The death of 22-year old militant commander of the Hizbul Mujahideen (HM), Burhan Muzaffar Wani, on 8 July has ignited violent protests in Indian-administered South Kashmir. In an attempt to quell the unrest, the Indian military reportedly opened fire on protestors, killing over 30 civilians and injuring approximately 1,500 others. The state of Jammu and Kashmir (J&K) is currently under curfew with local media suppressed and mobile networks shut down.
The violence in Kashmir closely echoes its turbulent past. Kashmir insurgency peaked in the 1990s, but significantly declined from 2000. Despite this, there have been resurgent awakenings of past violence in Kashmir such as the Amarnath land controversy (2008) and the Kashmir protests (2010).
New Age digital insurgency
While Kashmir’s militant activity is sporadic, local recruitment remains a genuine concern. The new generation of Kashmiri militants are young and well educated, connected through social media platforms that didn’t previously exist for past generation militants.
Wani is the poster boy symbolising the next generation of armed struggle of Kashmir. By harnessing the power of social media, Wani reinvigorated calls for Kashmiri insurgency. The day after Wani’s death, the former Chief Minister of J&K, Omar Abdullah (@abdullah_omar), tweeted ‘Mark my words – Wani’s ability to recruit in to insurgency from the grave will far outstrip anything he could have done on social media’. The legacy of Wani and the social media buzz surrounding his death demonstrates the evolving nature of Kashmiri insurgency and the empowerment technology has given grassroots movements.
The historic narrative of Kashmiri insurgency
The roots of Kashmir’s insurgency can be historically traced back to the partition of the Indian subcontinent in 1947. Since then, Kashmir remains a flashpoint of conflict between India and Pakistan, resulting in the Indo-Pakistan Wars (1947 and 1965) and the Kargil Border dispute (1999). However, the Kashmiri insurgency only began to manifest towards the end of the 1980s, during which regional tensions escalated.
The 1987 election of Farooq Abdullah was a watershed moment for Kashmiri politics, largely igniting the militant separatist movement that would escalate in the subsequent decade. The context of Kashmiri insurgency and anti-Indian sentiment can be largely understood through the disillusionment of the political establishment in Kashmir and the disenfranchisement of Kashmiri political rights and freedom.
The fraudulent elections of 1987
In 1983, Abdullah won a large majority in the Assembly elections, becoming Chief Minister of J&K. Abdullah was dismissed in 1984, however, allegedly motivated by India’s attempts to maintain control over Kashmir’s politics. The history of India’s meddling in Kashmiri politics since 1947 led to the escalating distrust and disillusionment of the political establishment by the Kashmiri population.
In 1987, Abdullah returned to power after his Jammu and Kashmir National Conference (JKNC) party allied with the Indian National Conference (INC). Throughout the electoral process many voters were intimidated, curfews were implemented, candidates were threatened, ballot boxes were tampered with and opposition candidates were arrested. The Muslim United Front (MUF) received widespread support from the Kashmiri population, which was largely dominated by the JKNC-INC government, however. Consequently, the fraudulent elections had triggered a tipping point of political disillusionment and alienation, forcing Kashmiris to seek alternative paths to challenge India.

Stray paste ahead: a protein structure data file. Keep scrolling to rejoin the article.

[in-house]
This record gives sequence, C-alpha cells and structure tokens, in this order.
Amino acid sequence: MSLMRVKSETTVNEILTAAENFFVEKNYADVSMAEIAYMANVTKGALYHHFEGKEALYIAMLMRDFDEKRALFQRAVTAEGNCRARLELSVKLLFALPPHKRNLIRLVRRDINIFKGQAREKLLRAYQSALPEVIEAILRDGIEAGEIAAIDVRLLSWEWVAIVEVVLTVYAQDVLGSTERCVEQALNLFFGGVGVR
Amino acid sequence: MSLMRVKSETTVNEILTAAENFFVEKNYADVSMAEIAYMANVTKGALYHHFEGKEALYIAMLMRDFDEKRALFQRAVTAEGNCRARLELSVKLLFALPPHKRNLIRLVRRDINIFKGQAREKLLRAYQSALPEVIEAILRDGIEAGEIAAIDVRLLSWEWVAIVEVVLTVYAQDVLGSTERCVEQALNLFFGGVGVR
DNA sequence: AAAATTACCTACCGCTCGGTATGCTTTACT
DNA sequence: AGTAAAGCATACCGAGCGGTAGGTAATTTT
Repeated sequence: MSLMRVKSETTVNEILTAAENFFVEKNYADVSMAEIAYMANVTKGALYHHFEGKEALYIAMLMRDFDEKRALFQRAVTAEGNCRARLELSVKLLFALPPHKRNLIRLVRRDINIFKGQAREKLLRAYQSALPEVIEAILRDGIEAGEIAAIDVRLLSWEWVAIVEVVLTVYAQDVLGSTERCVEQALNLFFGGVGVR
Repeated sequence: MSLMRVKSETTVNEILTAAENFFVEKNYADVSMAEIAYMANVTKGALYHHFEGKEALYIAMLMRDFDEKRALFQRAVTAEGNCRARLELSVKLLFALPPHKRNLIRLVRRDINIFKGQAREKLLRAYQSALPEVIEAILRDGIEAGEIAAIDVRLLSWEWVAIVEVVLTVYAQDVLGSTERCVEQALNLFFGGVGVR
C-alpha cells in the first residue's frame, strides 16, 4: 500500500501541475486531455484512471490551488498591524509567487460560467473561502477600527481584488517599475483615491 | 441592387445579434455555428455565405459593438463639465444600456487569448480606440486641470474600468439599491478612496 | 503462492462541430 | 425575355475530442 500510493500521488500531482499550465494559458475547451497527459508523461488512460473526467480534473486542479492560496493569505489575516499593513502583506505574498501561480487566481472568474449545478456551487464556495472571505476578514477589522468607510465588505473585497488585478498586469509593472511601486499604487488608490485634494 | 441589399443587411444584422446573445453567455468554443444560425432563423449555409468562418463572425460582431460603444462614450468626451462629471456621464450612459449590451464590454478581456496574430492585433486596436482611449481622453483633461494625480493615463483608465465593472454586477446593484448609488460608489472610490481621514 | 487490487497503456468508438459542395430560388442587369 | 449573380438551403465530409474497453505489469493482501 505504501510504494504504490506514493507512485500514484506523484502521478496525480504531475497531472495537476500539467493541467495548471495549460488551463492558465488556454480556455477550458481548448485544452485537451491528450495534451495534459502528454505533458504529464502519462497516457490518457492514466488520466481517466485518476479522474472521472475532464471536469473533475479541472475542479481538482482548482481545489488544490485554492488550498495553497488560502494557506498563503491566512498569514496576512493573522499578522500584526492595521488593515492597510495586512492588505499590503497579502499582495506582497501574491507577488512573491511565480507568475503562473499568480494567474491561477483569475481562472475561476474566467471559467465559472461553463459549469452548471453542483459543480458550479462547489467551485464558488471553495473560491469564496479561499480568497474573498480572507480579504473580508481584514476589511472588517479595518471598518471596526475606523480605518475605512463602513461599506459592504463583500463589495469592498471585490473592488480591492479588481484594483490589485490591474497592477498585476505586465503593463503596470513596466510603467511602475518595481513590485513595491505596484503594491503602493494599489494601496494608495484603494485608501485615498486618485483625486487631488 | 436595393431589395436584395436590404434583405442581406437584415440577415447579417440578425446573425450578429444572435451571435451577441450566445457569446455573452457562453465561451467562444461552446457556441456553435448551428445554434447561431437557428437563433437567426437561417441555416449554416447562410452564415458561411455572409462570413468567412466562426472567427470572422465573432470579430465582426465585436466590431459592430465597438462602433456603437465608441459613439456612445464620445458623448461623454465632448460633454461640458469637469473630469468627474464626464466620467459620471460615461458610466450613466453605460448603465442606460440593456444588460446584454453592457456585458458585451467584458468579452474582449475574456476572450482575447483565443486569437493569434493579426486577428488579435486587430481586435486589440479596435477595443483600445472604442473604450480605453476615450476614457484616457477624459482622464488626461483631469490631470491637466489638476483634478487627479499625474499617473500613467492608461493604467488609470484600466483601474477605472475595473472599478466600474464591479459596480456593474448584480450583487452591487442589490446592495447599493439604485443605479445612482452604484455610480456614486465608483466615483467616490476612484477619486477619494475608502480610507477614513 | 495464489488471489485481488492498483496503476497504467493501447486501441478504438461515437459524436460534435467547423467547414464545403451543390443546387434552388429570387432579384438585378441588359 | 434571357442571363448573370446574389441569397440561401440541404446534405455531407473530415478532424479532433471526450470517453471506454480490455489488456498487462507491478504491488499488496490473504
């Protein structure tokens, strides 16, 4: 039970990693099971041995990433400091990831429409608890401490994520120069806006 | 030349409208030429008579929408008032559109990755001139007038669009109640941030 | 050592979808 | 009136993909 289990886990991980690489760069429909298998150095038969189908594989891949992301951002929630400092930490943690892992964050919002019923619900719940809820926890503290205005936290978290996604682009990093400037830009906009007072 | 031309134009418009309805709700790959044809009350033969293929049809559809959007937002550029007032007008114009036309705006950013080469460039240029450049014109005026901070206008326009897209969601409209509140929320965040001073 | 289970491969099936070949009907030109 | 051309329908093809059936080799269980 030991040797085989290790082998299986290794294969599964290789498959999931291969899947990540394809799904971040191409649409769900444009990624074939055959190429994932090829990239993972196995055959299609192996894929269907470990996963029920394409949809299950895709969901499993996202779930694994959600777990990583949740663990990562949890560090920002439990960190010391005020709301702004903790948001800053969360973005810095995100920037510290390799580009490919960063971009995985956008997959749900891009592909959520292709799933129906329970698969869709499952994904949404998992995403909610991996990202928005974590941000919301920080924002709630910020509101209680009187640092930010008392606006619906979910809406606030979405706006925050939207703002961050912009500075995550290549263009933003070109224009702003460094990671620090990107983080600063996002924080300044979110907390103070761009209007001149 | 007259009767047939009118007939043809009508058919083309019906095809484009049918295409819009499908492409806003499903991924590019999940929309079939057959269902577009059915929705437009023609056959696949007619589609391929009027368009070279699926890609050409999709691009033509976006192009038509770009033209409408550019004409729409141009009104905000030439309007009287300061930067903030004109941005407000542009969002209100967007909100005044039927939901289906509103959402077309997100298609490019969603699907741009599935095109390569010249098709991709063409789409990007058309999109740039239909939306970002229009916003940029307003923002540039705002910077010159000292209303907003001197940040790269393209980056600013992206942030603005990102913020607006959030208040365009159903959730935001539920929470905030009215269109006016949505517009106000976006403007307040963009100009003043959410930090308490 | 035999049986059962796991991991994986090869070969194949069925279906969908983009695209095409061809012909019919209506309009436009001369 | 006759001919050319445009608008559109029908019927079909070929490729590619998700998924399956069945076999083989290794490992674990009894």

The struggle for azadi
On 31 July 1988, the Jammu and Kashmir Liberation Front (JKLF) executed a bomb attack in Srinagar, marking the beginning of Kashmir’s armed struggle for azadi (freedom) against Indian occupation. In 1990, in response to widespread protests against India and intensifying insurgent and terrorist attacks, the Indian central government imposed martial law on Kashmir Valley.
Throughout the 1990s, radical Islamic and pro-Pakistani militant groups such as the HM, Harkat-ul-Ansar and the Lashkar-e-Taiba (LeT) began to emerge and dominate the azadi narrative. These groups received support from the Pakistani Inter-Services Intelligence Agency (ISI). Kashmiri youth also began to cross the Line of Control (LoC) into Pakistan to gain militant training. The influx of foreign mujahideen from countries such as Pakistan and Afghanistan into Kashmir’s insurgency also resulted in a rapid escalation of violence and terror within the region.
Since 1989, the Kashmiri insurgency has claimed more than 50,000 Kashmiri lives. During this decade, militants and Indian security forces committed human rights abuses including indiscriminate killings, kidnappings, bombings and the targeting of Kashmiri Hindus. Since the mid-1990s, Indian security forces have regained control of Kashmir. However, they have continued to foster a climate of repression through their military presence, imposed curfews and extrajudicial killings, legitimised through the controversial Armed Forces (Special Powers) Act.
Unchecked Political Grievances
Wani’s death marks another episode of Kashmir’s restive narrative, signifying the continuing fragility of Kashmir as a flashpoint of conflict for South Asia. His legacy has raised important questions about the future nature of Kashmir insurgency and the future geopolitics of the region. If Kashmir’s underlying political grievances are left unaddressed, Kashmir will continue to echo its past of insurgency and political unrest for many years to come.
Reginald Ramos is the President of the Curtin International Relations Society, and holds a Bachelor of Arts in International Relations and History from Curtin University.
Image credit: Kashmir Global (Flickr: Creative Commons)